It’s brutally impossible to fathom The Doors’ 1971 Elektra Records masterpiece, “L.A. Woman,” is the Los Angeles quartet’s sixth and final album with singer/poet/shaman Jim Morrison, not to mention sounding as fresh and amazing as anything that has come out since, by any band. What’s equally impossible is to hear an album you’ve heard millions of times in your life for the very first time, and yet, “Mr. Mojo Risin’: The Story of L.A. Woman” is a uniquely superb and insightful document chronicling the making-of the band’s storied swan song that allows you to experience this magnificent piece of work for what feels like the very first time (again.)
“Mr. Mojo Risin’: The Story of L.A. Woman” is hands-down an essential documentary for any film library, one of rich music history and permanent relevance, exhibiting the brilliance and intricacies of one of America’s most exciting and enigmatic bands.
At the close of the 1960s, the United States is in crucial turmoil, amplified by the Civil Rights Movement, the ramping up of the Vietnam War, the assassinations of John F. Kennedy, Robert Kennedy and Martin Luther King, Jr., not to mention the rise of what would be called the ‘Counter Culture.’ The Doors find themselves as the high priests of the Counter Culture movement, and arguably considered by the media as the most dangerous band in the country. In 1970, the band’s entire major US tour is canceled due to Morrison’s alleged Miami ‘indecent exposure’ case. With no venues to play, the band decides to head into the studio to make its last contractual album for Elektra Records.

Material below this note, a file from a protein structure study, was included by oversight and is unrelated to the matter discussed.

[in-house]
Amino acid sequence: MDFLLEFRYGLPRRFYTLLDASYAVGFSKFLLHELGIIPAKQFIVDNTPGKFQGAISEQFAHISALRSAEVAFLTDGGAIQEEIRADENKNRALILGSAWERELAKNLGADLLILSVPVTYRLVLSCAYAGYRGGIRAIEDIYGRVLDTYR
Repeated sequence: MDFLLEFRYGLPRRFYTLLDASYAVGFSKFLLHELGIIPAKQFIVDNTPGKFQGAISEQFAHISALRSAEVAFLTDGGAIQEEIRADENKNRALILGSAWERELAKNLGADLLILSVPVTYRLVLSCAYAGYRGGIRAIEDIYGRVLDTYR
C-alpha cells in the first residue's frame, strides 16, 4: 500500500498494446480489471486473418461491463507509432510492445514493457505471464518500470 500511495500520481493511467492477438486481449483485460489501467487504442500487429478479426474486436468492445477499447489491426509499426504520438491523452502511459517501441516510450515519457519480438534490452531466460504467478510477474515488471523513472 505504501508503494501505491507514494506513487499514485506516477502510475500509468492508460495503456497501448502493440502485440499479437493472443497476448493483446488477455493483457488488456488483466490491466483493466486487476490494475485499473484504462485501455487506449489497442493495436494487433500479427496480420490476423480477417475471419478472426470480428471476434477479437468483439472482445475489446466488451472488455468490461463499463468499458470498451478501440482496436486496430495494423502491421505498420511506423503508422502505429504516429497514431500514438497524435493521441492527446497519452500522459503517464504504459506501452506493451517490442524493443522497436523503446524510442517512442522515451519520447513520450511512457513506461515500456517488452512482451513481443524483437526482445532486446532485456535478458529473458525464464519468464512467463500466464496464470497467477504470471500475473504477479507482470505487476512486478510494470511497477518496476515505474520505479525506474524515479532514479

The band and film go into great detail about the making of each song, sharing their behind-the-scenes secrets of a true ‘garage rock’ record, an album that only took the band a total of four days to record. Comprised of new interviews by surviving band members Ray Manzarek, Robby Krieger and John Densmore, including some of their closest collaborators and friends, as well as rare and previously unseen footage and photos, the film takes you through the mood, vibe and ethereal excitement of “L.A. Woman” from the ground up.
It’s quite interesting to see and hear individual pieces of these classic songs, such as the drum sequence for “Love Her Madly”, or the 12 string guitar riff for “Hyacinth House”, much in the vein of just hearing the vocals alone for a song you know and love so well. Through this, however, you really learn just how smart each band member is, really smart, learning of their various influences ranging from jazz to blues. This band definitely has a sound all unto itself, and a sound no one has ever been able to duplicate. Aspiring musicians will want to take note while watching this film. Most tracks on “L.A. Woman” were completed in just a few takes, live in the studio.